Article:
“I got along with him fine. But Ben Bernanke thinks he’s the smartest guy in the room, and wanted everyone to know it,” remarked an acquaintance who used to sit in policy meetings with him. I recalled the remark when I read that Bernanke would become the first Federal Reserve Chairman to hold press conferences after meetings of the Federal Open Market Committee (FOMC). What if the smartest guy in the room doesn’t get it?
Before becoming a Federal Reserve Board governor, Bernanke specialized at Princeton University in the causes of the Great Depression. His basic approach was a variation of Milton Friedman’s, who with co-author Anna Schwartz argued in A Monetary History of the United States that the Great Depression was primarily the result of domestic monetary policy mismanagement by the U.S. Federal Reserve.
As Bernanke summarized, “the economic repercussions of a stock market crash depend less on the severity of the crash itself than on the response of policymakers, particularly central bankers. After the 1929 crash, the Federal Reserve mistakenly focused its policies on preserving the gold value of the dollar rather than on stabilizing the domestic economy. By raising interest rates to protect the dollar, policymakers contributed to soaring unemployment and severe price deflation. The U.S. central bank only compounded its mistake by failing to counter the collapse of the country’s banking system in the 1930s . . . Without these policy blunders by the Federal Reserve, there is little reason to believe that the 1929 crash would have been followed by more than a moderate dip in economic activity.”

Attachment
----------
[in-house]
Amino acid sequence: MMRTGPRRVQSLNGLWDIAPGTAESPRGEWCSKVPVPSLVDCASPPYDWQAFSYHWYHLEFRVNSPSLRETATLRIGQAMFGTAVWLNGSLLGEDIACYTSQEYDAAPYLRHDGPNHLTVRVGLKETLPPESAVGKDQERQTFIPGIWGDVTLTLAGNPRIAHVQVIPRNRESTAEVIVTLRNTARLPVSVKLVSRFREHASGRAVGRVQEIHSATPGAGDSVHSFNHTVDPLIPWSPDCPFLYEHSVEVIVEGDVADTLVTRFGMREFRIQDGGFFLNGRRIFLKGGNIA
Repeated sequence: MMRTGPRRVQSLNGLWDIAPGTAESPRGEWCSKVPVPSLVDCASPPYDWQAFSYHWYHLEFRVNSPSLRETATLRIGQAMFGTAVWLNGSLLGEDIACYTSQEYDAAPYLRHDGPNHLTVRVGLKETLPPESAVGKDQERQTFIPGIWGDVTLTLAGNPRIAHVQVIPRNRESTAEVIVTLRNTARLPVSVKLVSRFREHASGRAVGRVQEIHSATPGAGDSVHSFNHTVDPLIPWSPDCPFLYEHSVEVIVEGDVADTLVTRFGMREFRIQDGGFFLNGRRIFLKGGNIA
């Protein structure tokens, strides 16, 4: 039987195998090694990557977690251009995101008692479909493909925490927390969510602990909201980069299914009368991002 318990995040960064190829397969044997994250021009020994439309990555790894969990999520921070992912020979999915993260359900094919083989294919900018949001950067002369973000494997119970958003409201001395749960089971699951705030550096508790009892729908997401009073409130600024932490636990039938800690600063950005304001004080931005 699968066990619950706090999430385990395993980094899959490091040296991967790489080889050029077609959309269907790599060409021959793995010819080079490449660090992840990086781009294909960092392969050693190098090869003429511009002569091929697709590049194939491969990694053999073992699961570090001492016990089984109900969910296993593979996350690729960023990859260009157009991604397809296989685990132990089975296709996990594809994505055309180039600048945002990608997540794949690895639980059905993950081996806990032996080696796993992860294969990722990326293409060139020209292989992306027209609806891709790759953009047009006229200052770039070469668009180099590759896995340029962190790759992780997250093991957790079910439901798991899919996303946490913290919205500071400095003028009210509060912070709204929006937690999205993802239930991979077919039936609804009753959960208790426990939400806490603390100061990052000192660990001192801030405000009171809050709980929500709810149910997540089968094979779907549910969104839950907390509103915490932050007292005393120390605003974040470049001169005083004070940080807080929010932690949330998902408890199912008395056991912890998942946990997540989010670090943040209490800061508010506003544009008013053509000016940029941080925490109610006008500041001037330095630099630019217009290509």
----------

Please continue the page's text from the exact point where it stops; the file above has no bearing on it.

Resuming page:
At a conference in their honor, Bernanke addressed Friedman and Schwartz, saying, “Regarding the Great Depression. You’re right, we [the Federal Reserve] did it. We’re very sorry. But thanks to you, we won’t do it again.”
Like Friedman, Bernanke erred in restricting the meaning of “money” to domestic while ignoring foreign central-bank liabilities. In doing so, Bernanke ignored the contemporaneous, empirically grounded explanation of the Depression by Jacques Rueff, an architect of France’s successful return to gold in 1926 (which contrasted painfully with Great Britain’s botched effort in 1925). As the French economic attaché in London, Rueff had observed the expansion and tried to warn of the collapse of the post-World War I gold-exchange standard. Under that system, experts had tried in vain to maintain the pre-war gold value of the pound and dollar, despite the tripling of the British wage and price levels and the doubling of the American wage and price levels.
By expanding foreign exchange reserves, Rueff explained, “the gold-exchange standard increase[s] . . . the money supply in the receiving market, without reducing in any way the money supply in the market of origin.” Conversely, selling official foreign exchange reduces the money supply in one country without increasing it in another. “As a result, the gold-exchange standard was one of the major causes of the wave of speculation that culminated in the September 1929 crisis.”
As the nearby chart shows, the U.S. stock market rose and fell step for step with the expansion and contraction of foreign dollar reserves invested in New York. Though certainly not the only factor, as the chart shows, these changes were the dominant factor in the 1920s and 1930s.